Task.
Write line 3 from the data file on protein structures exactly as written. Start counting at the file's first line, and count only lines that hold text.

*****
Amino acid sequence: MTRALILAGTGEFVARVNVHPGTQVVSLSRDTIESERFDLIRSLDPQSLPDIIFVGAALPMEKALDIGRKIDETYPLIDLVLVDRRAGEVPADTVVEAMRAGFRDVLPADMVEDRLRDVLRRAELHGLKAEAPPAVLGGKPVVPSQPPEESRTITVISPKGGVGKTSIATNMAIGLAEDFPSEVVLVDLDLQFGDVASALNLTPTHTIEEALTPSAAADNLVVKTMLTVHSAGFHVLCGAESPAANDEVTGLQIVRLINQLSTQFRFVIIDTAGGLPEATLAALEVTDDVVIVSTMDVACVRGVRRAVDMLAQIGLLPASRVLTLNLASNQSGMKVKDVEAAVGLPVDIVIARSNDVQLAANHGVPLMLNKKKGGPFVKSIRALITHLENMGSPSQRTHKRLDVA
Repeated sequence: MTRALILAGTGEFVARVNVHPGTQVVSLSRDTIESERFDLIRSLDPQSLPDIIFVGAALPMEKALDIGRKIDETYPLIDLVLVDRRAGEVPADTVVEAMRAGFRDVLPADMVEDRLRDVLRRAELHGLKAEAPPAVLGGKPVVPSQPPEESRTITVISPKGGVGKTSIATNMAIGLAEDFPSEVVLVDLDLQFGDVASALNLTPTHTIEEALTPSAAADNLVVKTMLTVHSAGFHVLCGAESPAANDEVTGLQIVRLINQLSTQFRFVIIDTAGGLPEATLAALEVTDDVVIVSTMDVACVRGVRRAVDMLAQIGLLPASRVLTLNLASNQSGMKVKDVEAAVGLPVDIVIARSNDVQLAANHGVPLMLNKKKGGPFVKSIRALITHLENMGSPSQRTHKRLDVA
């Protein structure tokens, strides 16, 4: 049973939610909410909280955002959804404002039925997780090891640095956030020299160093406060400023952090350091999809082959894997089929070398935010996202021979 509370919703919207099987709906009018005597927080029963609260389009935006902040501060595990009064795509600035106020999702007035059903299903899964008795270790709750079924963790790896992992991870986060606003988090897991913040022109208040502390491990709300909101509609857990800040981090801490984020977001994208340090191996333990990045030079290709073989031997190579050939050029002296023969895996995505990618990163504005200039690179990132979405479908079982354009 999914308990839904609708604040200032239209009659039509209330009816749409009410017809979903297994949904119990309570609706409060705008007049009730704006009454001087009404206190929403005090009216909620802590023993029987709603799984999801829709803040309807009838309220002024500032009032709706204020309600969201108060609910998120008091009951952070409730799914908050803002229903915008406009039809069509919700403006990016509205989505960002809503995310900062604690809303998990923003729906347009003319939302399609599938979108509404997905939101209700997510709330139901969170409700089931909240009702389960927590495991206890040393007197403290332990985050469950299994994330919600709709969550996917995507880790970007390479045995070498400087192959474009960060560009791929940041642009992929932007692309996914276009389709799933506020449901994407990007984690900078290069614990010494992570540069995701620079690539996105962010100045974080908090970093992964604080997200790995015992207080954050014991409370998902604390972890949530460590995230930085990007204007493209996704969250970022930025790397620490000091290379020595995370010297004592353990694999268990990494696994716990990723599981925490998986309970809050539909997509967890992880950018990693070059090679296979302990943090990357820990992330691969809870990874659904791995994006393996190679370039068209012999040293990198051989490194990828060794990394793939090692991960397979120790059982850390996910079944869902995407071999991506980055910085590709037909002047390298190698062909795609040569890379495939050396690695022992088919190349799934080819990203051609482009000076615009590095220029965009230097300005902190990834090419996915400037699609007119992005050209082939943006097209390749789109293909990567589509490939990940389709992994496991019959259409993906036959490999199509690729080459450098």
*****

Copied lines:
């Protein structure tokens, strides 16, 4: 049973939610909410909280955002959804404002039925997780090891640095956030020299160093406060400023952090350091999809082959894997089929070398935010996202021979 509370919703919207099987709906009018005597927080029963609260389009935006902040501060595990009064795509600035106020999702007035059903299903899964008795270790709750079924963790790896992992991870986060606003988090897991913040022109208040502390491990709300909101509609857990800040981090801490984020977001994208340090191996333990990045030079290709073989031997190579050939050029002296023969895996995505990618990163504005200039690179990132979405479908079982354009 999914308990839904609708604040200032239209009659039509209330009816749409009410017809979903297994949904119990309570609706409060705008007049009730704006009454001087009404206190929403005090009216909620802590023993029987709603799984999801829709803040309807009838309220002024500032009032709706204020309600969201108060609910998120008091009951952070409730799914908050803002229903915008406009039809069509919700403006990016509205989505960002809503995310900062604690809303998990923003729906347009003319939302399609599938979108509404997905939101209700997510709330139901969170409700089931909240009702389960927590495991206890040393007197403290332990985050469950299994994330919600709709969550996917995507880790970007390479045995070498400087192959474009960060560009791929940041642009992929932007692309996914276009389709799933506020449901994407990007984690900078290069614990010494992570540069995701620079690539996105962010100045974080908090970093992964604080997200790995015992207080954050014991409370998902604390972890949530460590995230930085990007204007493209996704969250970022930025790397620490000091290379020595995370010297004592353990694999268990990494696994716990990723599981925490998986309970809050539909997509967890992880950018990693070059090679296979302990943090990357820990992330691969809870990874659904791995994006393996190679370039068209012999040293990198051989490194990828060794990394793939090692991960397979120790059982850390996910079944869902995407071999991506980055910085590709037909002047390298190698062909795609040569890379495939050396690695022992088919190349799934080819990203051609482009000076615009590095220029965009230097300005902190990834090419996915400037699609007119992005050209082939943006097209390749789109293909990567589509490939990940389709992994496991019959259409993906036959490999199509690729080459450098």